Basically, 「っ」acts as a blank space between morae, like hiragana characters, with no sound, like an extra beat in the measure, a gap, a brief pause. This sound occurs quite often, and it may feel very different at first, but it’s definitely worth getting a better understanding even for those looking to only dabble in Japanese. Learning a language is all about understanding and communication. So, making sure you communicate correctly is paramount. Let’s take a look at a few examples where this may cause a bit of a mix up with character’s we’ve already learnt:
来た ＝ きた ＝ kita → arrived
切った ＝ きった ＝ kitta → cut
秋 ＝あき ＝ aki → autumn
悪鬼＝あっき＝ akki → evil spirit
猫 ＝ねこ ＝neko → cat
Of course, context can solve conflict, but if you’re learning, it’s always best just to try your best and match pronunciations. There are already so many homophones that leaving an entire character out of a word’s pronunciation would just make things difficult for everyone. In each of these, all you need to know is the sounds of each of the characters, but in the simplest way of explaining it, you simply put a gap betwixt the two characters. This would definitely be important in many cases:
If you’re on a nature walk with the first signs of autumn arriving with the warm reds and oranges of the leaves and the chill in the air, but suddenly, you come across a spooky ghost and you need to warn your friends! But, you forget the little tsu, and you say: 「秋が来るのよ！」aki ga kuru no yo! Autumn is coming!! Then, they’ll sigh, look up into the trees, and agree. But, whilst they admire the change in the trees, they’ll fall victim to a land developer in a mask and the masked person will have gotten away with it, too, because of the lack of meddling kids, and the lack of little tsu. And, let’s not even get started with the mix ups between neko and nekko that could end up in a horrific incident. But, no worries, we’ll lead you through some ways to drive this pronunciation difference home.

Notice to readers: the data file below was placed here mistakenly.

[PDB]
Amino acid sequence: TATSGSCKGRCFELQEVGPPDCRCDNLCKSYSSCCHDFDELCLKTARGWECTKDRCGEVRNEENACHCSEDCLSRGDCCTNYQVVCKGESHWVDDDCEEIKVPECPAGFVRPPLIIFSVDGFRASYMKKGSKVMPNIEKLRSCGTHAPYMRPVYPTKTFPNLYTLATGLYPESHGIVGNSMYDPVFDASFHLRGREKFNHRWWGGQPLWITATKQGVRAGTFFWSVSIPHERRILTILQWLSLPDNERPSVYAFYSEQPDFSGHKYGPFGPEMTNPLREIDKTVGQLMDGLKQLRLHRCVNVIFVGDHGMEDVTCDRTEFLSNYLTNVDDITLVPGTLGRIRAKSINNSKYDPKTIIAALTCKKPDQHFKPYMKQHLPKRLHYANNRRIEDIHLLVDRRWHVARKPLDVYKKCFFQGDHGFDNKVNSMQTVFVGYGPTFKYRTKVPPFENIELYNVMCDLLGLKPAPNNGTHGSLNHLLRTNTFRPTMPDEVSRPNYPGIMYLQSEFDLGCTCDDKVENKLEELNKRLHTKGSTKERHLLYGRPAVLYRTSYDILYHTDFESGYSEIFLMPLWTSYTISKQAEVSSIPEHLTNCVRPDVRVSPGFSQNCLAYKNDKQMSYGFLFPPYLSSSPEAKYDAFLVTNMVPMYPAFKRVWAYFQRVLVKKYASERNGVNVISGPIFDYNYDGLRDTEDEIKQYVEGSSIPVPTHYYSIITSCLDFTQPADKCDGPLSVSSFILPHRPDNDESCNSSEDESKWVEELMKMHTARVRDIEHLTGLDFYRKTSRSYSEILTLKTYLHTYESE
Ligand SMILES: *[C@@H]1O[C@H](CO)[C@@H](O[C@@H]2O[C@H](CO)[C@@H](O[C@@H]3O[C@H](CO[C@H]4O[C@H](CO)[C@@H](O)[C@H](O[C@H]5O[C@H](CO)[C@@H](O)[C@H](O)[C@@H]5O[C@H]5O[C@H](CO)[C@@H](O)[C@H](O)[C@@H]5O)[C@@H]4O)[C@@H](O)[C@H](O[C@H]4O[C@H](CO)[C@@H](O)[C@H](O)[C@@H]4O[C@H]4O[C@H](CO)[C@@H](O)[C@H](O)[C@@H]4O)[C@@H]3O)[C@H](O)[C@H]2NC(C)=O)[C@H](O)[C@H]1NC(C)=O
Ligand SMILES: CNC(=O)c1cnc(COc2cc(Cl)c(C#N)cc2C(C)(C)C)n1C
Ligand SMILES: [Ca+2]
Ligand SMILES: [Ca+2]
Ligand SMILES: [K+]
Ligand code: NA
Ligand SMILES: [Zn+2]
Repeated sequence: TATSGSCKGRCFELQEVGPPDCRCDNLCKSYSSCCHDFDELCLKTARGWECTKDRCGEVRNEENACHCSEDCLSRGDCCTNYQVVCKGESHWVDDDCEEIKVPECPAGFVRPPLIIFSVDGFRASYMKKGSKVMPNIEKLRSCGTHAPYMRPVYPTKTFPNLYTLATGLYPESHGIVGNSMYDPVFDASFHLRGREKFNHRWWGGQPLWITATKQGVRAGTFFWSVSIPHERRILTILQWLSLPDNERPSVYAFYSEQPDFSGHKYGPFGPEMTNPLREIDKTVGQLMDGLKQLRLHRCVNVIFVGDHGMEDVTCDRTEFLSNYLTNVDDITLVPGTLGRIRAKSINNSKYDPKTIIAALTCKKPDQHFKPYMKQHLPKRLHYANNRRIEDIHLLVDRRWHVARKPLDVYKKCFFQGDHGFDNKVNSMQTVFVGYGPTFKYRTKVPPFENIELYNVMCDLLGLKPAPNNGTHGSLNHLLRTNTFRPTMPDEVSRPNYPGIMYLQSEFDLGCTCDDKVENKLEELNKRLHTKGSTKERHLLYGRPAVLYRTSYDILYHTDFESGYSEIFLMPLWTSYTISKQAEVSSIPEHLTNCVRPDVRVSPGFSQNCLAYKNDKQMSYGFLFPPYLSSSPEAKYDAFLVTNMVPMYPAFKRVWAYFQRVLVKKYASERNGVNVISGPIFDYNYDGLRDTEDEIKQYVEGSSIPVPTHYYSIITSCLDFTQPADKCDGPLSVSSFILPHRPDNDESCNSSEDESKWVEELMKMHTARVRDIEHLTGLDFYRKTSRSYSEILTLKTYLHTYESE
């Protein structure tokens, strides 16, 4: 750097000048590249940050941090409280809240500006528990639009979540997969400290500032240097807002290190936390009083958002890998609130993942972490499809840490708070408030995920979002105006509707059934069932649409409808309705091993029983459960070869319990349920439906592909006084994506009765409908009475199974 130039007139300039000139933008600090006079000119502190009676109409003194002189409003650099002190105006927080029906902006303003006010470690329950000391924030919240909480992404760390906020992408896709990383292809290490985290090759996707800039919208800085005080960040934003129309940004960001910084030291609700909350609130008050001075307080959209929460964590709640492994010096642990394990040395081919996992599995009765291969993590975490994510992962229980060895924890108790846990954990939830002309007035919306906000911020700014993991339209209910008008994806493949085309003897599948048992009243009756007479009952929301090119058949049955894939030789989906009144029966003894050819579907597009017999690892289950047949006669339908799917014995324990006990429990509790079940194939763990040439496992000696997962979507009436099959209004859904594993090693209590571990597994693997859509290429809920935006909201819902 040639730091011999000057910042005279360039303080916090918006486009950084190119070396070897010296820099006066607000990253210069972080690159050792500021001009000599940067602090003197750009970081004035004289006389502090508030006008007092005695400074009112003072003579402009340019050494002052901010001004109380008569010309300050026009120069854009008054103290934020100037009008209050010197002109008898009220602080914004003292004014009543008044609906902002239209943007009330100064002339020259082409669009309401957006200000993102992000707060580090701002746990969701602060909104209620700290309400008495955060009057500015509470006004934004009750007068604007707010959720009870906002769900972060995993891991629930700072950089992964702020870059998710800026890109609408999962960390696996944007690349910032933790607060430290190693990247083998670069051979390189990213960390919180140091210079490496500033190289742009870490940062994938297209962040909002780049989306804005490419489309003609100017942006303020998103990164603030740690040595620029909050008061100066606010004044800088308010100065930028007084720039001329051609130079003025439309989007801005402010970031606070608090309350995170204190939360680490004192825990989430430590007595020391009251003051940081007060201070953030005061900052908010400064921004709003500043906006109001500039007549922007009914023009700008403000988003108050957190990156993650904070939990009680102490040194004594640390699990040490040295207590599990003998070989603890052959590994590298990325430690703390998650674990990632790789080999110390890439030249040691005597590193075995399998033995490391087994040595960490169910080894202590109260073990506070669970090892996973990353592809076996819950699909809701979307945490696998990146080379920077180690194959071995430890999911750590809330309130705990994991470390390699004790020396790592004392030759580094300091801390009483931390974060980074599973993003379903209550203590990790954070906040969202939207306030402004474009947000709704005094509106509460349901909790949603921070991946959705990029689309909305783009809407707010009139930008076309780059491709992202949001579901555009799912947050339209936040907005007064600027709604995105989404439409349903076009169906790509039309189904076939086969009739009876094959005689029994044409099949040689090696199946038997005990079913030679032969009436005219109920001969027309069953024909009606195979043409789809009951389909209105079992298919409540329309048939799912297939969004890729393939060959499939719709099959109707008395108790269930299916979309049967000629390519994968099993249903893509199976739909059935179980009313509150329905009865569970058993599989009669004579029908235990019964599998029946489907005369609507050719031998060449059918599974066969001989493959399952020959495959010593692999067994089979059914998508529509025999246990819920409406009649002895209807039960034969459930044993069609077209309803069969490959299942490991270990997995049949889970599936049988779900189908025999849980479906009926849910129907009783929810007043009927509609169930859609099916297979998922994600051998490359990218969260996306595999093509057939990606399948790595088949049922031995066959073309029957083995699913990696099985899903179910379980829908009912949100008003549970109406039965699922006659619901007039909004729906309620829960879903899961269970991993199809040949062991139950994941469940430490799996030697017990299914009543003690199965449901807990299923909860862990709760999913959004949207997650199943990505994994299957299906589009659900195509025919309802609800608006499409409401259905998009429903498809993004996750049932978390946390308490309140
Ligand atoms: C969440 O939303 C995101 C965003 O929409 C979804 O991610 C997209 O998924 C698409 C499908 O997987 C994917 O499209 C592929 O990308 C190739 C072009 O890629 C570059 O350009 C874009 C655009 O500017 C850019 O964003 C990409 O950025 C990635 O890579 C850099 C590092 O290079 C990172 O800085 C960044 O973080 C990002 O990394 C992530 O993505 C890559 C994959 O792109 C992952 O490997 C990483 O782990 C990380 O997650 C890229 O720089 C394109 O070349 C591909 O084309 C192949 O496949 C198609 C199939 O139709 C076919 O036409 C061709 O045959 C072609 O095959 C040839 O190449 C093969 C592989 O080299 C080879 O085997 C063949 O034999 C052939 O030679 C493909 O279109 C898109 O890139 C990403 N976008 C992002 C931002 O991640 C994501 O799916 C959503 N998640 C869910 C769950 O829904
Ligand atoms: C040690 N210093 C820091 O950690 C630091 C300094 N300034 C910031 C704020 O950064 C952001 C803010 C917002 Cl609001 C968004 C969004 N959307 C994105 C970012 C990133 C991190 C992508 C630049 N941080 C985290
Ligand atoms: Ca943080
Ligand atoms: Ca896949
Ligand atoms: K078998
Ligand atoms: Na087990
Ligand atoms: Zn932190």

Let’s use some English words as an example of when you might hear a similar phenomenon. Now, we’ll try to adapt this for most English speakers as there’s many pronunciations of the same words, but it should still be something you’ve heard or experienced. Let’s use a more extreme scenario and think of Cockney accents. Though slowly going extinct, the general idea straggles on in the East End.
Think of the word ‘butter’ or ‘better’. In many accents, you’ll hear just a glottal stop betwixt the two vowels. This is very close to the sound of the little tsu even if it’s different than the function. If you can emulate that, you’ll be much closer.
But, again, it’s not just for British dialects; for many dialects of English, this phenomenon applies. Think of words like: bat, cat, rat, that. Now, some more posh people might pronounce the 「t」at the end, but in spoken English, it’s very common to hear nothing but a blank stop of air. This is a good time to say it aloud with the very conversational tone: mat, sat, pat. And, even if your tongue does move to create the 「t」, it’s often not very audible unless it’s almost whistling through the front teeth.
With all of these examples, we can return to our initial prompt: What is 促音, sokuon? This occurs using little tsu, and it may make more sense in kanji now that there’s more context. 促, soku, means press, urge, or prompt as 音, on, means noise or sound. It’s like you’re prompting your mouth for the next consonant for a moment. So, while it seems like a mysterious silent character, it’s all about what is happening around the character that matters.
We hope that this helped you understand and equip the new survival tool that is 「っ」. If you need further assistance wielding and differentiating, feel free to leave a comment below. We want to make sure you have the best opportunity to survive and thrive in order to truly have an enjoyable experience with Japanese language. But, if you want to communicate, reading and writing are other essential tools to your survival. We’ve covered the first 46-48 hiragana as of this lesson and shall continue, so be on the look out for the latest lessons in reading, writing, and recognition.